By Debbie Adams
Emiliano Gonzalez received Scouting’s highest honor by advancing to the rank of Eagle Scout at a Court of Honor ceremony at South Roanoke United Methodist Church on May 2. Emiliano is a member of Troop 210. He is the son of Maria and Francisco Gonzalez of Bonsack.
Emiliano is a senior at William Byrd High School and the Burton Center for Arts and Technology (BCAT). He has been a scout since first grade when he joined as a Tiger Cub Scout, and now, 12 years later, he has passed all the requirements for becoming an Eagle Scout.
Emiliano was awarded his Eagle Badge, surrounded by family, friends, and fellow scouts. The Eagle Scout Court of Honor is a prestigious and memorable event– often referred to as Scouting’s “finest moment.”
The Master of Ceremonies for the ceremony was Taylor Richardson, who has been Emiliano’s scout leader for all 12 years, first as Cubmaster in Pack 1, and then his Scoutmaster after he earned the Arrow of Light and crossed over to Troop 210.
Richardson noted that only about four percent of those who enter Scouting eventually earn the rank of Eagle Scout. In 1911 the Boy Scouts of America chose the eagle to symbolize the very highest in achievement—Scouting’s best. The Eagle Scout rank is a title held for life.
The Eagle Scout ceremony on May 2 opened with bugler Eli Richardson, presentation of the Colors by the Honor Guard, the Pledge of Allegiance, the Scout Oath, the Scout Law, a prayer, and a reminder of the steps of the journey from new Scout to Eagle—all led by the Scouts.
During an Eagle Scout ceremony, Scout leaders review the candidate’s scouting history from induction to the Eagle Scout rank, stressing his growth in the ideals of scouting and share anecdotes about his journey in words, pictures, and videos.
Over his journey, Emiliano has earned dozens of merit badges and performed over 100 hours of community service. He has held almost every position of leadership in his troop.
However, becoming an Eagle Scout involves not just earning merit badges, but demonstrating Scout spirit, leadership, and service, culminating with an Eagle Scout project. Projects are meant to be lasting, to benefit the community, and to encourage leadership experience for the scout involved.
Emiliano’s project was to build and install an information kiosk at Bonsack Park, next to his elementary school– Bonsack Elementary– and two wooden benches for Roanoke Parks and Recreation. His goal was to give back to the school which had given much to him.
He described to those in attendance the procedures he followed in designing the project and in leading his fellow scouts to help build it. Richardson noted Emiliano’s great attention to detail– even taking the original drawings and redoing them in the CAD system to be more precise.
Richardson urged Emiliano to be cognizant of all those who interacted with him along his journey. He praised Emiliano for his leadership skills which “changed the trajectory of the troop.”
Scout leader Dr. Andrew Sherman reminded Emiliano that he has attained the Eagle Scout rank because he acted, and his parents acted. “Scouting has given you a tremendous foundation,” he said, in encouraging him to have a “bias for action” throughout his life.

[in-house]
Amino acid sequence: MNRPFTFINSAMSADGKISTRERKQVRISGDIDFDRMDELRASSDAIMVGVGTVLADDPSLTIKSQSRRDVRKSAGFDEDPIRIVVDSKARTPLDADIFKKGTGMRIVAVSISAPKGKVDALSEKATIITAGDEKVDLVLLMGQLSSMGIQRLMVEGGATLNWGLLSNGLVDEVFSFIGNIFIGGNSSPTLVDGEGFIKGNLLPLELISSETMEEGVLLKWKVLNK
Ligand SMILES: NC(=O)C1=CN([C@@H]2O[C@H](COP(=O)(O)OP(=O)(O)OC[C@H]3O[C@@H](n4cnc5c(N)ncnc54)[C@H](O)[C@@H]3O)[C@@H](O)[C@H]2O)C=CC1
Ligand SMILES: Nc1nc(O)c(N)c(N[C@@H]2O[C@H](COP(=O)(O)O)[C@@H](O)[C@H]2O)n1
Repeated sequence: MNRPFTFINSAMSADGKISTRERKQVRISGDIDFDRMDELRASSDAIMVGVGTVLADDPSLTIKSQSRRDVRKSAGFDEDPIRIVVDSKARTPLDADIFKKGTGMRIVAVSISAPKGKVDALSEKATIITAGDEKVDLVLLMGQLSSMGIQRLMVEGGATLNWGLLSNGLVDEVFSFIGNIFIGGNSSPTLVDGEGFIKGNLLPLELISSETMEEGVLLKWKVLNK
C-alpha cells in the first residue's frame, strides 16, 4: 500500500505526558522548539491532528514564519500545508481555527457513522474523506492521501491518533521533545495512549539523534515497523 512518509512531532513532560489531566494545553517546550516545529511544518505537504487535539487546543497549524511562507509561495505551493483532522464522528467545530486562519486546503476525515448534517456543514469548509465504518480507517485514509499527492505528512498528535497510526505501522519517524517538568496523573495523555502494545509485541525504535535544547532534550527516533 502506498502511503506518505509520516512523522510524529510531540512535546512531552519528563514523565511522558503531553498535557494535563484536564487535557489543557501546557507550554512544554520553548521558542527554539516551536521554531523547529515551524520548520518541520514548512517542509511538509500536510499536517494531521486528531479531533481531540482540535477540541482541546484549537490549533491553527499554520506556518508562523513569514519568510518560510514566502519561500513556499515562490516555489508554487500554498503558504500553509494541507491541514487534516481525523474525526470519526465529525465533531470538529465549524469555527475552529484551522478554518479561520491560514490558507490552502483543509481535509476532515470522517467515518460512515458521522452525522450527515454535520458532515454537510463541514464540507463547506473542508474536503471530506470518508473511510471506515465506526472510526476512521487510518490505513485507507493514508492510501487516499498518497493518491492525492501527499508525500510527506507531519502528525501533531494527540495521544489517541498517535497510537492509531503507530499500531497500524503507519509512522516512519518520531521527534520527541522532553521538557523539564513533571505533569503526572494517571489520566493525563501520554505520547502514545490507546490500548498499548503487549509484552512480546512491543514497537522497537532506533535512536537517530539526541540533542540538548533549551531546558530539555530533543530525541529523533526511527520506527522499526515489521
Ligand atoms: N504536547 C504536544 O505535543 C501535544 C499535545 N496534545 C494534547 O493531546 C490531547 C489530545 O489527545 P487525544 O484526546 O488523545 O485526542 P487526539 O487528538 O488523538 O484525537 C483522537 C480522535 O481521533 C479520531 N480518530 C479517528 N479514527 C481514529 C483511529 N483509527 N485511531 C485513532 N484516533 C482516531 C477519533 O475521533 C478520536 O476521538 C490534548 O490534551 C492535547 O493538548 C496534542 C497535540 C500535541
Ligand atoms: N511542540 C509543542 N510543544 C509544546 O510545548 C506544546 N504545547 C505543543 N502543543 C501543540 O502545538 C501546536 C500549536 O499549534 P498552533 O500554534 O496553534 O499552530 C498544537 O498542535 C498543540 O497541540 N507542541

Dr. Marcus Speaker reminded him that attaining the rank of Eagle Scout bestows not just honor, but responsibility— “Once an Eagle; always an Eagle.” Speaker, too, reminded Emiliano that while the Scouting journey was his, “you did not accomplish it alone. As you go forward, help others and become a lifelong leader.”
As part of the Eagle Scout ceremony, scouts present a Mentor pin to someone who has been instrumental in their advancement in life and in Scouting. Emiliano presented his Mentor pin to Scoutmaster Richardson, who taught him how to be a leader.
In addition to Richardson, Emiliano thanked his father, Scott Moore, Sherman, Speaker, Dick Hancock, and Julie and Lucas Snipes for making a “significant difference in my scouting journey through Cub Scouts and Boy Scouts.”
Several adult scout leaders spoke about the responsibilities of an Eagle Scout, listing them one by one: live with honor, be loyal, be courageous, always be cheerful, and contribute to the world through service.
Scout leader Dick Hancock gave the Eagle Charge to Emiliano who repeated the Eagle Scout Oath: “I reaffirm my allegiance to the three promises of the Scout Oath. I thoughtfully recognize and take upon myself the obligations and responsibilities of an Eagle Scout. On my honor I will do my best to make my training and example, my rank and my influence count strongly for better Scouting and for better citizenship in my Troop, in my community, and in my contacts with other people. To this I pledge my sacred honor.”
In the final moments of the ceremony, Emiliano presented a Mother’s Pin to his mother and an Eagle lapel pin to his father. His mother pinned on his Eagle Badge, while his father presented him with the Eagle Scout certificate.
Earlier this year, Emiliano was recognized by the Veterans of Foreign Wars of the United States as “Eagle Scout of the Year” and awarded a Good Citizenship Citation from the American Legion. He has received numerous awards at BCAT, both local and national.
Emiliano will be continuing his education at Georgia Tech next fall, studying materials science engineering.